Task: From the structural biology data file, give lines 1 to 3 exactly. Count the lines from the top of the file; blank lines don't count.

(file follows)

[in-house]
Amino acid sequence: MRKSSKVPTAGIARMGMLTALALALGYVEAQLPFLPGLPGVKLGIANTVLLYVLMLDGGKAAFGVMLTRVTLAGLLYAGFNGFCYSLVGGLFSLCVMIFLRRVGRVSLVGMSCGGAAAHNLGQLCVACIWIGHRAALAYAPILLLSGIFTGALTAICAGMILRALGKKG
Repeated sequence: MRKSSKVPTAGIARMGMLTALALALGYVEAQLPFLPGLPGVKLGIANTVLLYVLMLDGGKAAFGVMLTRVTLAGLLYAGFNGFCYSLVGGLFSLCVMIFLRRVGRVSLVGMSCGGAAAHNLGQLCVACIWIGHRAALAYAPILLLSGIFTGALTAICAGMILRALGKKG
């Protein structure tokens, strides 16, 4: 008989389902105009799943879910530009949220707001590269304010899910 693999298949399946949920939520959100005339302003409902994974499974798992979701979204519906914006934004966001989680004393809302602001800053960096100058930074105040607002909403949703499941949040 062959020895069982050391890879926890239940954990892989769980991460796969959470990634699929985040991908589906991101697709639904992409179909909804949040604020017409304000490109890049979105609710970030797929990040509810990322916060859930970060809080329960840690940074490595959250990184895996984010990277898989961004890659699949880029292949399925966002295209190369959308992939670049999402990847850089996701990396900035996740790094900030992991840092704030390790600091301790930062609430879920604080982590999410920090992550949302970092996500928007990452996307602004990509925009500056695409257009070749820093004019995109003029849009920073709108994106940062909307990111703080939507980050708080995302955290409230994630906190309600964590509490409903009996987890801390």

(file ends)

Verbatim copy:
[in-house]
Amino acid sequence: MRKSSKVPTAGIARMGMLTALALALGYVEAQLPFLPGLPGVKLGIANTVLLYVLMLDGGKAAFGVMLTRVTLAGLLYAGFNGFCYSLVGGLFSLCVMIFLRRVGRVSLVGMSCGGAAAHNLGQLCVACIWIGHRAALAYAPILLLSGIFTGALTAICAGMILRALGKKG
Repeated sequence: MRKSSKVPTAGIARMGMLTALALALGYVEAQLPFLPGLPGVKLGIANTVLLYVLMLDGGKAAFGVMLTRVTLAGLLYAGFNGFCYSLVGGLFSLCVMIFLRRVGRVSLVGMSCGGAAAHNLGQLCVACIWIGHRAALAYAPILLLSGIFTGALTAICAGMILRALGKKG